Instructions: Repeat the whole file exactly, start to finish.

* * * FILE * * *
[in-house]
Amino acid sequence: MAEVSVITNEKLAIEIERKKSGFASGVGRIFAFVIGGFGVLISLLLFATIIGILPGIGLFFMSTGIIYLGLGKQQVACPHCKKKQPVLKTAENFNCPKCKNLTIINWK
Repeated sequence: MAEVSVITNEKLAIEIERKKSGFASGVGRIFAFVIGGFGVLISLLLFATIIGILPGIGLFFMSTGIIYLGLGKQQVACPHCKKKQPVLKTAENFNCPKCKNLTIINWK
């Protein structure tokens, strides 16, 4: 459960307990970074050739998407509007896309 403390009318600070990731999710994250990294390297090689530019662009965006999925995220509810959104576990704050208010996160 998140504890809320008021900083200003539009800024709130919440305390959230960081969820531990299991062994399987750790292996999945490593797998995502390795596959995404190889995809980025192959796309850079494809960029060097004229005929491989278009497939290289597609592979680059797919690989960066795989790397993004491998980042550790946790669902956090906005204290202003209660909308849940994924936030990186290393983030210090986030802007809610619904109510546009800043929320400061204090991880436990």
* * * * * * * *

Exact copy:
[in-house]
Amino acid sequence: MAEVSVITNEKLAIEIERKKSGFASGVGRIFAFVIGGFGVLISLLLFATIIGILPGIGLFFMSTGIIYLGLGKQQVACPHCKKKQPVLKTAENFNCPKCKNLTIINWK
Repeated sequence: MAEVSVITNEKLAIEIERKKSGFASGVGRIFAFVIGGFGVLISLLLFATIIGILPGIGLFFMSTGIIYLGLGKQQVACPHCKKKQPVLKTAENFNCPKCKNLTIINWK
């Protein structure tokens, strides 16, 4: 459960307990970074050739998407509007896309 403390009318600070990731999710994250990294390297090689530019662009965006999925995220509810959104576990704050208010996160 998140504890809320008021900083200003539009800024709130919440305390959230960081969820531990299991062994399987750790292996999945490593797998995502390795596959995404190889995809980025192959796309850079494809960029060097004229005929491989278009497939290289597609592979680059797919690989960066795989790397993004491998980042550790946790669902956090906005204290202003209660909308849940994924936030990186290393983030210090986030802007809610619904109510546009800043929320400061204090991880436990």